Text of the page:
The Fujitsu M2351 "Eagle" was a hard disk drive with an SMD interface that was used on many servers in the mid-1980s. It offered an unformatted capacity of 470 MB in 10 1⁄2 inches (270 mm) (6U) of 19-inch rack space, at a retail price of about US$10,000.
The data density, access speed, reliability, use of a standard interface, and price point combined to make it a very popular product used by many system manufacturers, such as Sun Microsystems. The Eagle was also popular at installations of DEC VAX systems, as third-party storage systems were often dramatically more cost-effective and space-dense than those vendor-supplied.
The model 2351A incorporated eleven platters rotating at 3,960 rpm, taking half a minute to spin up. The Eagle used 10.5-inch-diameter (270 mm) platters, unlike most of its competitors, which still used the 14-inch (360 mm) standard set in 1962 by the IBM 1311. One moving head accessed each data surface (20 total), one more head was dedicated to the servo mechanism. The model 2351AF added 60 fixed heads (20 surfaces × 3 cylinders) for access to a separate area of 1.7 MB.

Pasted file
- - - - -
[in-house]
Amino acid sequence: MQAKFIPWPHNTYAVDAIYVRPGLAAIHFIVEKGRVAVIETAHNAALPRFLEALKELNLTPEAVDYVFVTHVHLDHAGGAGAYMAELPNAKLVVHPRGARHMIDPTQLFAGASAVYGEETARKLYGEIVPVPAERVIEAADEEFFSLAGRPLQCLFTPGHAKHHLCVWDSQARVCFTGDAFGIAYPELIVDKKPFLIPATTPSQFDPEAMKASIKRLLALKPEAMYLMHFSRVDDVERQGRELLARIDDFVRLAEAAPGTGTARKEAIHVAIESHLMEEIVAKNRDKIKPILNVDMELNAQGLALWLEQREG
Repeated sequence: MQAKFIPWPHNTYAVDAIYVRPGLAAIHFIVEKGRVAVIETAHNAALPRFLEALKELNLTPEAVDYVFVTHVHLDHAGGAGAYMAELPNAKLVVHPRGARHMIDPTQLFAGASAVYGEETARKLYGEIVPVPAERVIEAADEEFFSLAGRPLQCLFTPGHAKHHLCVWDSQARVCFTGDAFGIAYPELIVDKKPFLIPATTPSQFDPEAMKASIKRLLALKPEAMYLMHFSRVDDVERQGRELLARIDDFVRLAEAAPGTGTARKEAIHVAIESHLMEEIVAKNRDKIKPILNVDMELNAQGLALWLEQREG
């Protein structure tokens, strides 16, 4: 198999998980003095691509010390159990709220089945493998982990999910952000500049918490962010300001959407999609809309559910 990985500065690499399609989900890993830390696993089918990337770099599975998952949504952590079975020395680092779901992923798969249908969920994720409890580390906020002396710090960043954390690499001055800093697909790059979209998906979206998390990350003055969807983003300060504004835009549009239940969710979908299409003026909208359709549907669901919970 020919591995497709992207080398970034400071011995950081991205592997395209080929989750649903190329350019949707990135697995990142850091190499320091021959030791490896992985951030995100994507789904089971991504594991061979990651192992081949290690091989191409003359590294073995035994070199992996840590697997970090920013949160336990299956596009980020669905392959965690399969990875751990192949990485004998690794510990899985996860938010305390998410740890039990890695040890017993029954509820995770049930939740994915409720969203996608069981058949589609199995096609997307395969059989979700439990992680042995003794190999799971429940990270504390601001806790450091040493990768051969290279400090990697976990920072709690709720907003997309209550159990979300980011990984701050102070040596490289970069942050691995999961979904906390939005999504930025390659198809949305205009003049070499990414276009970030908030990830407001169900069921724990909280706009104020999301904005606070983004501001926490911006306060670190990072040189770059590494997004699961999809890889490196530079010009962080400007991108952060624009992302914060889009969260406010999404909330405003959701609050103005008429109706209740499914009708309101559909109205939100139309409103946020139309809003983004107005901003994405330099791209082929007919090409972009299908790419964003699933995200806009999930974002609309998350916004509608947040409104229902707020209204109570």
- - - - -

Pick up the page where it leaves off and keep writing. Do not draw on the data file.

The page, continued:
The Eagle achieved a data transfer rate of 1.8 MB/s (a contemporary 5 1⁄4-inch (130 mm) PC disk would only deliver 0.4 MB/s).
Power consumption (of the drive alone) was about 600 watts. Trivia: behind the front panel was an air filter made by the Bridgestone Tire Company.
- Net capacity available would range between 330-380 MB, depending on formatting